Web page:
I had a dream last night that ...
And there’s how many stories, advertisements and speeches start. You dreamed you could fly, that you went back to school, that you were naked and nobody noticed. Some say that dreams have messages for us, interpretations to heed, or lessons to be learned. In the new book “The Sisters Grimm” by Menna van Praag, there’s less than a month to do so.
There was nothing Goldie wouldn’t do for Teddy.
She lied for her little brother, stole for him and she worked a job as a hotel chambermaid for a boss with roaming hands, just so Teddy had everything. Still, her dreams were her own and they were taking her to strange places: nearly 18-years-old, Goldie shouldn’t have believed in magical white leaves and nonexistent sisters.
The whole idea of floating on air was frightening, until Bea had taken her first glider ride. Then the exhilaration, the freedom was worth every second of sleeping with the glider’s owner, a man she disdained. He didn’t matter; Mamá had made that clear, when she told soon-to-be-18 Bea about her past and her future in a world called Everwhere.
For Liyana, next fall held such promise: art school; an apartment with her lover, Kumiko; and swimming, if she were lucky. And then Liyana’s auntie brought a storm to their household, and there was only one way to fix what Nyasha had done: almost-18-year-old Liyana would have to marry a man she didn’t love.
As they sometimes do, snips of memory entered 17-year-old Scarlet’s mind while she made cinnamon buns in her grandmother’s small cafe, and the images disturbed her. She had no sisters, so why did she dream of three girls she didn’t know? As if caring for an elder with Alzheimer’s and a business wasn’t enough, there were these thoughts.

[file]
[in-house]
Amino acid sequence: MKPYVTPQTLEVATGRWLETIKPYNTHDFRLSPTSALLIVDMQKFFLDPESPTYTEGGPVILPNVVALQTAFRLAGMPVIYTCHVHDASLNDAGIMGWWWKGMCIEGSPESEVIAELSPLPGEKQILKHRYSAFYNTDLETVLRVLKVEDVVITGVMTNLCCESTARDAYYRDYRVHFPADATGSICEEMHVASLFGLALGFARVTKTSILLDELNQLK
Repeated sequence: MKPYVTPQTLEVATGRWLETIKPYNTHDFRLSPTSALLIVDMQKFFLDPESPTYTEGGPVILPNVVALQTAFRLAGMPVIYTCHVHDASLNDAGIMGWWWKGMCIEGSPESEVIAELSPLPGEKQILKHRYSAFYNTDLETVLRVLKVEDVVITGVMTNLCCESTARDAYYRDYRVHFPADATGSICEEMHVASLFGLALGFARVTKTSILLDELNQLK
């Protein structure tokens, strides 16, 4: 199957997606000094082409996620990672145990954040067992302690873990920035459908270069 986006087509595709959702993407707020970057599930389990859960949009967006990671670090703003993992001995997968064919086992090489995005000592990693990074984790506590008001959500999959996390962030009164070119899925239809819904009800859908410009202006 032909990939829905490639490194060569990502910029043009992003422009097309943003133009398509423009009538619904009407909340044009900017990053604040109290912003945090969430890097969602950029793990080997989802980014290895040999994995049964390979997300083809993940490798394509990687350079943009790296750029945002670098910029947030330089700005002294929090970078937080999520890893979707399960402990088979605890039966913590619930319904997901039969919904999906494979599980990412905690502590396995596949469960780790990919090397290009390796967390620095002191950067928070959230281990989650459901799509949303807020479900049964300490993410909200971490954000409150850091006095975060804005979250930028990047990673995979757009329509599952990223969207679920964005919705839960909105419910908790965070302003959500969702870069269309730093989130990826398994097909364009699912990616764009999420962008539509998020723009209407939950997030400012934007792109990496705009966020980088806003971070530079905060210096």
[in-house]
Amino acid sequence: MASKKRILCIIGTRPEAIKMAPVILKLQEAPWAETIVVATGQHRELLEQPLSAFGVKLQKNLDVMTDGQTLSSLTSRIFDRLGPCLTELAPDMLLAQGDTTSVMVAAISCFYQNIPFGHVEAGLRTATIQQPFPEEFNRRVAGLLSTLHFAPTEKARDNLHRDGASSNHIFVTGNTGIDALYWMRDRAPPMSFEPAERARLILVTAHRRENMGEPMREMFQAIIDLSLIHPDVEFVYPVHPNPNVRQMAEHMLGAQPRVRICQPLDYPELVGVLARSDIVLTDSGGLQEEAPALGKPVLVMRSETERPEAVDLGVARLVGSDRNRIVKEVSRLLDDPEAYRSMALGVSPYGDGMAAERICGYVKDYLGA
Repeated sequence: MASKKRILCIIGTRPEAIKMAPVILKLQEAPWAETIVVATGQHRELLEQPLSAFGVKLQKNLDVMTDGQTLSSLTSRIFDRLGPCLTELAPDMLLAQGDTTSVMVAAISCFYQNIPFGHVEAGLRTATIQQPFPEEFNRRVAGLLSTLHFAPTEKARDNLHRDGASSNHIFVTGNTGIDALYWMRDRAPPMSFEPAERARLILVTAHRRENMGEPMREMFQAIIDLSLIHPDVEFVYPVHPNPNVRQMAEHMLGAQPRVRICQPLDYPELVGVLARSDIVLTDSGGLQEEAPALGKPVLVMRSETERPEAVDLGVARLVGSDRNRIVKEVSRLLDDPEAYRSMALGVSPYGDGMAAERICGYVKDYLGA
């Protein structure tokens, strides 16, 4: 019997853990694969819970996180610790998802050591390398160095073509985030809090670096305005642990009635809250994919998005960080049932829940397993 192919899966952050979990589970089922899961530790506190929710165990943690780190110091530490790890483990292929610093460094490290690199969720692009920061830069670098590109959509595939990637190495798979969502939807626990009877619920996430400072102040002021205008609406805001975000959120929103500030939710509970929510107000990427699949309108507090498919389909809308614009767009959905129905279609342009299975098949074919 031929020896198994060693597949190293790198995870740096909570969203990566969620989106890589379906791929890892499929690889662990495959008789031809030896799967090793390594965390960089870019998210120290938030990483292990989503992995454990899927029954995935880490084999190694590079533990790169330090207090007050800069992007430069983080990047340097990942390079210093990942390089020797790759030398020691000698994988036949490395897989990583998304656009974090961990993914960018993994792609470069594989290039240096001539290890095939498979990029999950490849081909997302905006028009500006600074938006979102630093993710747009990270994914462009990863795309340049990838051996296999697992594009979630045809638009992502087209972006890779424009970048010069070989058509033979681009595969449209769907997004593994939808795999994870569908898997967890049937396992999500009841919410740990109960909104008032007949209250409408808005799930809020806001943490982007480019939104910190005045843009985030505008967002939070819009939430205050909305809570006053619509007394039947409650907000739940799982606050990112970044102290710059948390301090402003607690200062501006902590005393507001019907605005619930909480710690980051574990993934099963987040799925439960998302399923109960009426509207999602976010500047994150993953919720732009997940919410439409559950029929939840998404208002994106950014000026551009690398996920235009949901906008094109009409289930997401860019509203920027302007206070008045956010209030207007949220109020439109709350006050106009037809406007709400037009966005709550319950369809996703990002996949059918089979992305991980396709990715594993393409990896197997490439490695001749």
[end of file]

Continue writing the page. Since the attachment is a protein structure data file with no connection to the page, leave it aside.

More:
When Leo first saw Goldie, he was smitten, though it was forbidden. He fell in love, but it was not allowed. He could never lose sight of the fact that he was a soldier and her father was a demon. How could he tell Goldie that he was created to kill her?
If you think it might take some getting used-to to get into “The Sisters Grimm,” you’re right. It’s not a linear novel. It’s not even entirely set in one world, but the transition between isn’t hard, the story is both light and dark, and some of the characters are deliciously despicable. For a fantasy novel, that’s fun and frightening, made better as author Menna van Praag tells the tale from several viewpoints, including “you,” to put readers inside. Add a bit of the Shakespearean, some persistently bad-news tarot cards, a thundering dose of fable, and if you’ve ever shivered from a deep reading of Grimm’s Fairy Tales, well, just wait.
With its tone of edgy evil, you’d be wrong in calling this a “nice” novel because it’s not. Still, for the reader who relishes fantasy-battle tales or otherworldly feminist epics, “The Sisters Grimm” is a dream book.